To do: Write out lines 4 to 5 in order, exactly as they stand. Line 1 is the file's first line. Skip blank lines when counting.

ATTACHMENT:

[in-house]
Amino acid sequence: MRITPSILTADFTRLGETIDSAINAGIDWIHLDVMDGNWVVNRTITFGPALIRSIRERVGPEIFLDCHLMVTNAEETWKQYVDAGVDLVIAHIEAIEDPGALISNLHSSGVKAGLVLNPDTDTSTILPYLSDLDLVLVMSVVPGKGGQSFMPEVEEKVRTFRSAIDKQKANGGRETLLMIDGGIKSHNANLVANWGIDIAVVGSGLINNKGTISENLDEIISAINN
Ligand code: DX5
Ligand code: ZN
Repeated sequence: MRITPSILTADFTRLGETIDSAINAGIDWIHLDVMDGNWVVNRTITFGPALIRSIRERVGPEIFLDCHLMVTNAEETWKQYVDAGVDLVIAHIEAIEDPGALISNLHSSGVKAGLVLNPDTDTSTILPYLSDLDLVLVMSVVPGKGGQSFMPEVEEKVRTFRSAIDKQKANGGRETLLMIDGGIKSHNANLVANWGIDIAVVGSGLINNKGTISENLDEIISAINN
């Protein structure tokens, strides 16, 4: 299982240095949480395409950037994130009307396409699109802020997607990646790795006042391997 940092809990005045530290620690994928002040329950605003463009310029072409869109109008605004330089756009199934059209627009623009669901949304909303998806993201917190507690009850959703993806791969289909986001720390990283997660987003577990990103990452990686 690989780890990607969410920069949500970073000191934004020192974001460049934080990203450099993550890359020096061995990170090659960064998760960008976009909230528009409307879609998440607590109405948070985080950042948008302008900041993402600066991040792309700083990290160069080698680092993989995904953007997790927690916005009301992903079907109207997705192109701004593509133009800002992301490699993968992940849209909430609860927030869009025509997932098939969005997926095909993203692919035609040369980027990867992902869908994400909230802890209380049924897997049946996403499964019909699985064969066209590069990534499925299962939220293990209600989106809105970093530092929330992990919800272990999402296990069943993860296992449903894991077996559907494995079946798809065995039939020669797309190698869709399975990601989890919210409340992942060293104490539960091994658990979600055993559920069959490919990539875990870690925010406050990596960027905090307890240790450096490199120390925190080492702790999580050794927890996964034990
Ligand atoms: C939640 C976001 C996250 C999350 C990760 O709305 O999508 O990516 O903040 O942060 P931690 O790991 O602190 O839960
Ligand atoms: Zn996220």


Ligand code: ZN
Repeated sequence: MRITPSILTADFTRLGETIDSAINAGIDWIHLDVMDGNWVVNRTITFGPALIRSIRERVGPEIFLDCHLMVTNAEETWKQYVDAGVDLVIAHIEAIEDPGALISNLHSSGVKAGLVLNPDTDTSTILPYLSDLDLVLVMSVVPGKGGQSFMPEVEEKVRTFRSAIDKQKANGGRETLLMIDGGIKSHNANLVANWGIDIAVVGSGLINNKGTISENLDEIISAINN